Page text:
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About 100 members of a reportedly “radical” Japanese group called Zengakuren are to deliver a protest letter to Camp Zama officials Saturday against the long-rumored relocation here of the U.S. Army’s I Corps headquarters from Fort Lewis, Wash.

After taking part in a 12:30 p.m. rally at Yamato Park near Naval Air Facility Atsugi against expansion of the U.S.-Japan Security Alliance and the continued presence of U.S. forces here, the group plans to take the train to Zama about an hour later and approach Gate No. 1, said Ed Roper, a U.S. Army Garrison Japan spokesman.

“They’re going to hold their red flags and signs and chant slogans, but they haven’t submitted any requests for a demonstration permit, so it’ll be illegal to demonstrate,” he said Thursday. “They’ll be warned by Japanese police and then give our gate guards a protest letter. Hopefully, everything will be peaceful.”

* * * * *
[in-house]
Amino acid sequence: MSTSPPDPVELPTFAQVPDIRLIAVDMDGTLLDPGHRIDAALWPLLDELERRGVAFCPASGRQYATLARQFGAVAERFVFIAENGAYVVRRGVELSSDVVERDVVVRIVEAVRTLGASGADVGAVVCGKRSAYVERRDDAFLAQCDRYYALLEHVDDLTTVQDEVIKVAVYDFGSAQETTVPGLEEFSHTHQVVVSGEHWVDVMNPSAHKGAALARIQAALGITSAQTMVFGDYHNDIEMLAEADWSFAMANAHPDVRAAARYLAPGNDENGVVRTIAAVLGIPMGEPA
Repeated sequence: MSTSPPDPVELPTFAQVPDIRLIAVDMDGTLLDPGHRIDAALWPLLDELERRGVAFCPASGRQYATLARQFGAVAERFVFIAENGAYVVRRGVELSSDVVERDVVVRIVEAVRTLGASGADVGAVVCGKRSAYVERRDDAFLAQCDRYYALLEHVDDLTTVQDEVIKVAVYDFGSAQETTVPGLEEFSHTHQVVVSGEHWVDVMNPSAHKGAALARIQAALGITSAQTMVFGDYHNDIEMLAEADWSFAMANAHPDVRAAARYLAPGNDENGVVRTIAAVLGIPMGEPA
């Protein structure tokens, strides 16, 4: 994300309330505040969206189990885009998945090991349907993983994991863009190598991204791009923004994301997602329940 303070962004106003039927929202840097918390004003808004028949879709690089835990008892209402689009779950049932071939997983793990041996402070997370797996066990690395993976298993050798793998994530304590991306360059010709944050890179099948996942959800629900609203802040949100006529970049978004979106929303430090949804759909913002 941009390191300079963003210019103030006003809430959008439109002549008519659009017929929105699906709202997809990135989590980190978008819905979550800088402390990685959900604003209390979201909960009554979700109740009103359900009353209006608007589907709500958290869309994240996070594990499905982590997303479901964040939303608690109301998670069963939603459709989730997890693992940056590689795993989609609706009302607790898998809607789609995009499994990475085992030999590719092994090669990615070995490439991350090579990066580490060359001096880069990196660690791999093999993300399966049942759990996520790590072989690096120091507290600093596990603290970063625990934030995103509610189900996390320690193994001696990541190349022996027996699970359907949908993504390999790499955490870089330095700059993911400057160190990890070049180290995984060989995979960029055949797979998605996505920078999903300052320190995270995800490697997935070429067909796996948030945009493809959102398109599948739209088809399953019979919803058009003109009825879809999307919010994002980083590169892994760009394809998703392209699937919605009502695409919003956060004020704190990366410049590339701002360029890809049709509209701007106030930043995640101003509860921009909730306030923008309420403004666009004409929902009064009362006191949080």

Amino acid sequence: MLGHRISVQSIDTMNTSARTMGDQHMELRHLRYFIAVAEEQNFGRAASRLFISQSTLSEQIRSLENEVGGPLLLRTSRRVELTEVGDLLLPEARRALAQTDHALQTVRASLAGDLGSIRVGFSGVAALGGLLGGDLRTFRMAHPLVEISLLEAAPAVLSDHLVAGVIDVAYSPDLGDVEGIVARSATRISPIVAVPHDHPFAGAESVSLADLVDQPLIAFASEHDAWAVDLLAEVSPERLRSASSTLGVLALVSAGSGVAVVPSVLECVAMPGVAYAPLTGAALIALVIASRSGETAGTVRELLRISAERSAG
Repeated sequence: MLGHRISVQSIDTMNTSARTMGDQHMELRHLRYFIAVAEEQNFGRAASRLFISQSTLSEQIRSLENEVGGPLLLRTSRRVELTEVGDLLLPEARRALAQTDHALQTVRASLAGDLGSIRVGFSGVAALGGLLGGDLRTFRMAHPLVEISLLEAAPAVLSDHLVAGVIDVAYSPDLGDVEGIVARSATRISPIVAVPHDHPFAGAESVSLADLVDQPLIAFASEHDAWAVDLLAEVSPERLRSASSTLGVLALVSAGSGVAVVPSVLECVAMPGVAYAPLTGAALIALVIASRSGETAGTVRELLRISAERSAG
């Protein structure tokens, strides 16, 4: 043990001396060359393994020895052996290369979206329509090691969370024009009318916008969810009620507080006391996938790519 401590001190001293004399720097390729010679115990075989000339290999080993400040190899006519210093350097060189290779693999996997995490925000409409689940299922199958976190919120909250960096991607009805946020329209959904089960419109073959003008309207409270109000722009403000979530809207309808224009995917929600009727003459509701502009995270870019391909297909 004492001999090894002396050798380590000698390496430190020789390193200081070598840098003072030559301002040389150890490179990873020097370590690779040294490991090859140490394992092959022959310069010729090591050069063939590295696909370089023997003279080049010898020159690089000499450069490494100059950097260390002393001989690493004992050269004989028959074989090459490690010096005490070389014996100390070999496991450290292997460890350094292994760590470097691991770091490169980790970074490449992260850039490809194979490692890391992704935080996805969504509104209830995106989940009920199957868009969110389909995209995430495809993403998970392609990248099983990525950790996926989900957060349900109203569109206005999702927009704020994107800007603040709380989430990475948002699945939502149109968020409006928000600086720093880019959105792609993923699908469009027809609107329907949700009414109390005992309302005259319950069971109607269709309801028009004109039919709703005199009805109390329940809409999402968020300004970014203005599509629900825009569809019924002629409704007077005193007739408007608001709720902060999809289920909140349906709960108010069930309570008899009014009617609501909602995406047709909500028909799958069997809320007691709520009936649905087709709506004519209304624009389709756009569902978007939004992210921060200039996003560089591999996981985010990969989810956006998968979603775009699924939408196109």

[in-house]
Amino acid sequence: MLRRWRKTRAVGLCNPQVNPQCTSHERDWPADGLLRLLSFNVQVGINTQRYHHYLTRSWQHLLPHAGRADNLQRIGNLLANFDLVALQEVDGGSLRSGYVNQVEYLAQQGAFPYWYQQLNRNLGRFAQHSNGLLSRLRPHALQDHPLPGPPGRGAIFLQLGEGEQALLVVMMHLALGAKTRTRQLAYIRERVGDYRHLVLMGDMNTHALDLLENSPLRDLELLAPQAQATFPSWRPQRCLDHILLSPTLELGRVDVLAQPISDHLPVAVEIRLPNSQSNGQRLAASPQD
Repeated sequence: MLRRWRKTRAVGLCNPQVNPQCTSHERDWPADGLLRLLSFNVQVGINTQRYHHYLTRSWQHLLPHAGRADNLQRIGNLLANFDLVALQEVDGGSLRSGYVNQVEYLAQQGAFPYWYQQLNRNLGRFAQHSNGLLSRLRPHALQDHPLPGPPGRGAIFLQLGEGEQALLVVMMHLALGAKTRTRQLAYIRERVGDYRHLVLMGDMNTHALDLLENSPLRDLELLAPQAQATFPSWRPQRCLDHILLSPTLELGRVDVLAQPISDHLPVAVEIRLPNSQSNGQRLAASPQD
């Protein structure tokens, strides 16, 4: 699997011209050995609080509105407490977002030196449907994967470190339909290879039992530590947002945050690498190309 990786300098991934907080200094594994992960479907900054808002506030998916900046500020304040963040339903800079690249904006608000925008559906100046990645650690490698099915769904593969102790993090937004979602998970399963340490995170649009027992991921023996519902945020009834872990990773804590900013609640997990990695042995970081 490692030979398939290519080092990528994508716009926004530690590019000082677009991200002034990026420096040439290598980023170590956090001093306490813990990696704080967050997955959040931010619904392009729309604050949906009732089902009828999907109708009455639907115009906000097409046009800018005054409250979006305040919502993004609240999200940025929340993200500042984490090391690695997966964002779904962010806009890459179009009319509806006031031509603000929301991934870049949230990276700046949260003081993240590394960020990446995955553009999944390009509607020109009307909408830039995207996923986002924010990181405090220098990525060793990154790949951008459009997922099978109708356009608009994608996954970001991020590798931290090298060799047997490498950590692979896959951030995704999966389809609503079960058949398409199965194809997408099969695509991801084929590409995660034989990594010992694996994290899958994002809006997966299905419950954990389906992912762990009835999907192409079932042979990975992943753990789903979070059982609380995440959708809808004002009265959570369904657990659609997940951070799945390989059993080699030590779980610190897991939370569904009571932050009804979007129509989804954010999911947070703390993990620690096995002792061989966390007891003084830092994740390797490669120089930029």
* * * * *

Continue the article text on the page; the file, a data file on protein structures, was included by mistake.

The release in October of an interim report on the realignment of U.S. forces in Japan has prompted numerous demonstrations at military installations across the country.

Following the announcement, a senior Defense Department official told Stars and Stripes that an I Corps shift to Camp Zama is included in the restructuring plan and would affect about 3,000 personnel. But a U.S. Army Japan spokeswoman and Japanese leaders stated that no specific unit was identified in the bilateral document.

Several proposals remain under consideration and implementation schedules won’t be ready until March, officials from both sides have said.

Roper said the organization tied to Saturday’s event is not affiliated with any of the cities surrounding Camp Zama.

“Most of them are radical university students who have their own ideas and want to express that,” he added.

According to a notice sent out by the Camp Zama Provost Marshal’s Office on Thursday, Zengakuren is a faction of Kakamaru-ha, which has been linked to violence in the past.

Officials said they anticipate calm Saturday but Japanese authorities will station about 20 riot police and a bus in front of Camp Zama’s Gate No. 2 during the protest, the notice said.

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